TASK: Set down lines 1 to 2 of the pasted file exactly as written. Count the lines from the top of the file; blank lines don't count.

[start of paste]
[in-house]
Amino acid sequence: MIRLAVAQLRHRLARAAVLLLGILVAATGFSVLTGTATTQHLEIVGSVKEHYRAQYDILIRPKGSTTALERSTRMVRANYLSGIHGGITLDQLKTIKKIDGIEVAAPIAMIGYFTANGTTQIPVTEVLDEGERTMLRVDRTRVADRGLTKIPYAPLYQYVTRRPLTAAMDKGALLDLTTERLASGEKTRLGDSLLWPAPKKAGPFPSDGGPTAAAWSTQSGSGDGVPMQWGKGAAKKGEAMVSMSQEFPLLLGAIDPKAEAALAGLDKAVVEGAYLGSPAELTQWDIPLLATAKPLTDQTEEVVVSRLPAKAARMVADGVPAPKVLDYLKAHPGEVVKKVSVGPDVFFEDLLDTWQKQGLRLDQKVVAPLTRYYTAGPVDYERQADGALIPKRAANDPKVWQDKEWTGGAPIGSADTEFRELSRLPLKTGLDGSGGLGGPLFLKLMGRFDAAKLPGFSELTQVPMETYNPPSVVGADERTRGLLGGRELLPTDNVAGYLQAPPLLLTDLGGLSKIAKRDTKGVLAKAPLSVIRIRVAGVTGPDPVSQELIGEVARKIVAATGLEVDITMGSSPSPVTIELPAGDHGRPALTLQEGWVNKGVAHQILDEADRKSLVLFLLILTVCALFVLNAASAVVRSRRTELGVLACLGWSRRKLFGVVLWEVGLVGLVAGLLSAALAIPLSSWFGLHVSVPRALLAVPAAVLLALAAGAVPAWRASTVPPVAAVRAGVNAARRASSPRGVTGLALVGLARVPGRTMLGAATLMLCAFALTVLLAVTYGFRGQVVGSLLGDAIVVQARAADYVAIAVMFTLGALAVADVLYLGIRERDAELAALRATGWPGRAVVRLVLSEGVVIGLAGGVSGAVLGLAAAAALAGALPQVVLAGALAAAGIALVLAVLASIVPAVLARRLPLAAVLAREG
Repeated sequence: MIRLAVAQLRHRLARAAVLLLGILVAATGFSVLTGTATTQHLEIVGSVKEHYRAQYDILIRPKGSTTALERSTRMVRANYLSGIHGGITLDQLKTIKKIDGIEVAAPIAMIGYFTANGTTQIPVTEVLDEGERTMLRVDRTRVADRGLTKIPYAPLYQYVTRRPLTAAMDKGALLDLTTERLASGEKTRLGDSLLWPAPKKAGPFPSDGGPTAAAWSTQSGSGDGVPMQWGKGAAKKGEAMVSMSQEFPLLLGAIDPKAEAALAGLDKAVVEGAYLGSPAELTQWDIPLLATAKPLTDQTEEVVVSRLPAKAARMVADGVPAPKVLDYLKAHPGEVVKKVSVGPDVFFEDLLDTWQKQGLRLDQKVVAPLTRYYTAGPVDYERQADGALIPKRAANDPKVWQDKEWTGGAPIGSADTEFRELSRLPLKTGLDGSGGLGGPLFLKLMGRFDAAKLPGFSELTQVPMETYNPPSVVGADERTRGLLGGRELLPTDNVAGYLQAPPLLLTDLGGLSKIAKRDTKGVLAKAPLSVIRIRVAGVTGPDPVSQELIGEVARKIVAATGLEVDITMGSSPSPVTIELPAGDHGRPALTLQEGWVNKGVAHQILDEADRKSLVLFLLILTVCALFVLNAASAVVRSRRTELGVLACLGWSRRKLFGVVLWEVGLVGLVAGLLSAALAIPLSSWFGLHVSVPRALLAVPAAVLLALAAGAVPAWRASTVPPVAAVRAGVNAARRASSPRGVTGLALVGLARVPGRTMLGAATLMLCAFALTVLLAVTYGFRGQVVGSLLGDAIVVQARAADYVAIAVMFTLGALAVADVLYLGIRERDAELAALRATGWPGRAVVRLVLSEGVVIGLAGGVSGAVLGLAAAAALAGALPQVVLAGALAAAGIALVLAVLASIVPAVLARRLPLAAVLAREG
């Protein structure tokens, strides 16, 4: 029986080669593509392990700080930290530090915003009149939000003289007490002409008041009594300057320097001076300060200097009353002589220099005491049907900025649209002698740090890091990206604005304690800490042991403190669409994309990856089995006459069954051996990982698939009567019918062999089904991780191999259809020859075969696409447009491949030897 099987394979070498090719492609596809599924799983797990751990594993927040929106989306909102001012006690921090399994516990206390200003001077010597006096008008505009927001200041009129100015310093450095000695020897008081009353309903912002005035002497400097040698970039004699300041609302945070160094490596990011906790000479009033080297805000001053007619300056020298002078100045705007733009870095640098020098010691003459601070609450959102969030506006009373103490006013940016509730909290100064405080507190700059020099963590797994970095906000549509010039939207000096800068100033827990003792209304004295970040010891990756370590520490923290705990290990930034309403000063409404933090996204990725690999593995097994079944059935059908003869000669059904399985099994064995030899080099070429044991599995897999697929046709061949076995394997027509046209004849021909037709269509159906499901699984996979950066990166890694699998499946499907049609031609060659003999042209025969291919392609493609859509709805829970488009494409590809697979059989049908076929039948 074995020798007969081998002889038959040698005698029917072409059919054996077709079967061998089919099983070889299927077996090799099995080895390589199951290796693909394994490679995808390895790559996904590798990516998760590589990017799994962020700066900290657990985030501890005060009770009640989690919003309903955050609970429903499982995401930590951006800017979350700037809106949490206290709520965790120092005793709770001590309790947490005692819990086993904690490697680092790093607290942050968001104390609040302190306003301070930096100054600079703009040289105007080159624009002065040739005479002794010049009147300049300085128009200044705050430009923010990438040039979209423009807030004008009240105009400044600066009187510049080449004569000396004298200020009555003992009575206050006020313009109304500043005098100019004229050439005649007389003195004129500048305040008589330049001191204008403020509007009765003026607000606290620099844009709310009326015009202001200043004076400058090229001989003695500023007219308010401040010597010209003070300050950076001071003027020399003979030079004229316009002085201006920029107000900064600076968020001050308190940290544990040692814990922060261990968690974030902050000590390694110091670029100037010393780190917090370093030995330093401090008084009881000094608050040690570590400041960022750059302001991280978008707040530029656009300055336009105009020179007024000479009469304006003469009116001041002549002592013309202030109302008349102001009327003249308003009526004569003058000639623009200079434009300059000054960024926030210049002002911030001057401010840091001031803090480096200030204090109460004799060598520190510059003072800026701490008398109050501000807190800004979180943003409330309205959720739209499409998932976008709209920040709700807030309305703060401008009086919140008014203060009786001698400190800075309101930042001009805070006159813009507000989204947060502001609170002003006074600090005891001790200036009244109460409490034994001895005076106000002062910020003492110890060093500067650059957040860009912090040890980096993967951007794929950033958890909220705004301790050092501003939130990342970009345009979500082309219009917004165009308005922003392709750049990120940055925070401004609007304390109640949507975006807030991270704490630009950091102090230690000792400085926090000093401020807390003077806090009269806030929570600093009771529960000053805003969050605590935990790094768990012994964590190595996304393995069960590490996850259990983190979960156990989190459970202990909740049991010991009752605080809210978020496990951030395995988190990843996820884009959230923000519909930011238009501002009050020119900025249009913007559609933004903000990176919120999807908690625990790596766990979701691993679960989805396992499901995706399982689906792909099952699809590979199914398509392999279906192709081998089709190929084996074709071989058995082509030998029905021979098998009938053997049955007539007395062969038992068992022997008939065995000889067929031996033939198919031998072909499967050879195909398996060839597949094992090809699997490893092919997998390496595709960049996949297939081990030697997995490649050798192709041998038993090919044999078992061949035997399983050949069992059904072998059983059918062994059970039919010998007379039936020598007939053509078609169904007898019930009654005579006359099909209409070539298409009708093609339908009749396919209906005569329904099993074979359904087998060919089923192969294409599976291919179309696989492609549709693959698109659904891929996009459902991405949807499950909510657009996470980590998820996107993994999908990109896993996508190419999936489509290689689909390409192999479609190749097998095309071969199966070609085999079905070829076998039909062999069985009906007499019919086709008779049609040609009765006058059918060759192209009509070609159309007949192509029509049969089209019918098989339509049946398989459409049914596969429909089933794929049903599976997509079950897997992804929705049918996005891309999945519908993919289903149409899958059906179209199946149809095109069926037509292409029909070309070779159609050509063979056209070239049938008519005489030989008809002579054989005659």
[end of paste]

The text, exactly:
[in-house]
Amino acid sequence: MIRLAVAQLRHRLARAAVLLLGILVAATGFSVLTGTATTQHLEIVGSVKEHYRAQYDILIRPKGSTTALERSTRMVRANYLSGIHGGITLDQLKTIKKIDGIEVAAPIAMIGYFTANGTTQIPVTEVLDEGERTMLRVDRTRVADRGLTKIPYAPLYQYVTRRPLTAAMDKGALLDLTTERLASGEKTRLGDSLLWPAPKKAGPFPSDGGPTAAAWSTQSGSGDGVPMQWGKGAAKKGEAMVSMSQEFPLLLGAIDPKAEAALAGLDKAVVEGAYLGSPAELTQWDIPLLATAKPLTDQTEEVVVSRLPAKAARMVADGVPAPKVLDYLKAHPGEVVKKVSVGPDVFFEDLLDTWQKQGLRLDQKVVAPLTRYYTAGPVDYERQADGALIPKRAANDPKVWQDKEWTGGAPIGSADTEFRELSRLPLKTGLDGSGGLGGPLFLKLMGRFDAAKLPGFSELTQVPMETYNPPSVVGADERTRGLLGGRELLPTDNVAGYLQAPPLLLTDLGGLSKIAKRDTKGVLAKAPLSVIRIRVAGVTGPDPVSQELIGEVARKIVAATGLEVDITMGSSPSPVTIELPAGDHGRPALTLQEGWVNKGVAHQILDEADRKSLVLFLLILTVCALFVLNAASAVVRSRRTELGVLACLGWSRRKLFGVVLWEVGLVGLVAGLLSAALAIPLSSWFGLHVSVPRALLAVPAAVLLALAAGAVPAWRASTVPPVAAVRAGVNAARRASSPRGVTGLALVGLARVPGRTMLGAATLMLCAFALTVLLAVTYGFRGQVVGSLLGDAIVVQARAADYVAIAVMFTLGALAVADVLYLGIRERDAELAALRATGWPGRAVVRLVLSEGVVIGLAGGVSGAVLGLAAAAALAGALPQVVLAGALAAAGIALVLAVLASIVPAVLARRLPLAAVLAREG